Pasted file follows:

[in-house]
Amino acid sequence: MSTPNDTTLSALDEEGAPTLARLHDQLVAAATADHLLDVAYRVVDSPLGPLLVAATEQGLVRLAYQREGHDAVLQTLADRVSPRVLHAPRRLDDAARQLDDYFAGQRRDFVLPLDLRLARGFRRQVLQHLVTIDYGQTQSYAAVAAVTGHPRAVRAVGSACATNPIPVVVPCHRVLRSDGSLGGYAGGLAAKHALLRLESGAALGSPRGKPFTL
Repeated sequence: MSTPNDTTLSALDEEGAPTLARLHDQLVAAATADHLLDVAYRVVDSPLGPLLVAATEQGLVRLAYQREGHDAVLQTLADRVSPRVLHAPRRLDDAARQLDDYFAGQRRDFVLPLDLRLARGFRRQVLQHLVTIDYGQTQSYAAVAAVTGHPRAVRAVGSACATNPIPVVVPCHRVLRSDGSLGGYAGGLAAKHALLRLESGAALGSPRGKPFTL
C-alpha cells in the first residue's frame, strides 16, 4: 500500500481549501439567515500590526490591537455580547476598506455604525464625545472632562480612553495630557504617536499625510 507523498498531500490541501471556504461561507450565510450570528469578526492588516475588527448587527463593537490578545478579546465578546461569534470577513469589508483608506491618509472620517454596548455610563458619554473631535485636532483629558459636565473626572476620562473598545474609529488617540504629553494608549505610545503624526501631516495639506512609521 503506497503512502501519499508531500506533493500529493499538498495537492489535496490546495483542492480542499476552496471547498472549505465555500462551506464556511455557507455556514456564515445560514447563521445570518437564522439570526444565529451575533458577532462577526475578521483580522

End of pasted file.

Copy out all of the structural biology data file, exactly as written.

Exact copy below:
[in-house]
Amino acid sequence: MSTPNDTTLSALDEEGAPTLARLHDQLVAAATADHLLDVAYRVVDSPLGPLLVAATEQGLVRLAYQREGHDAVLQTLADRVSPRVLHAPRRLDDAARQLDDYFAGQRRDFVLPLDLRLARGFRRQVLQHLVTIDYGQTQSYAAVAAVTGHPRAVRAVGSACATNPIPVVVPCHRVLRSDGSLGGYAGGLAAKHALLRLESGAALGSPRGKPFTL
Repeated sequence: MSTPNDTTLSALDEEGAPTLARLHDQLVAAATADHLLDVAYRVVDSPLGPLLVAATEQGLVRLAYQREGHDAVLQTLADRVSPRVLHAPRRLDDAARQLDDYFAGQRRDFVLPLDLRLARGFRRQVLQHLVTIDYGQTQSYAAVAAVTGHPRAVRAVGSACATNPIPVVVPCHRVLRSDGSLGGYAGGLAAKHALLRLESGAALGSPRGKPFTL
C-alpha cells in the first residue's frame, strides 16, 4: 500500500481549501439567515500590526490591537455580547476598506455604525464625545472632562480612553495630557504617536499625510 507523498498531500490541501471556504461561507450565510450570528469578526492588516475588527448587527463593537490578545478579546465578546461569534470577513469589508483608506491618509472620517454596548455610563458619554473631535485636532483629558459636565473626572476620562473598545474609529488617540504629553494608549505610545503624526501631516495639506512609521 503506497503512502501519499508531500506533493500529493499538498495537492489535496490546495483542492480542499476552496471547498472549505465555500462551506464556511455557507455556514456564515445560514447563521445570518437564522439570526444565529451575533458577532462577526475578521483580522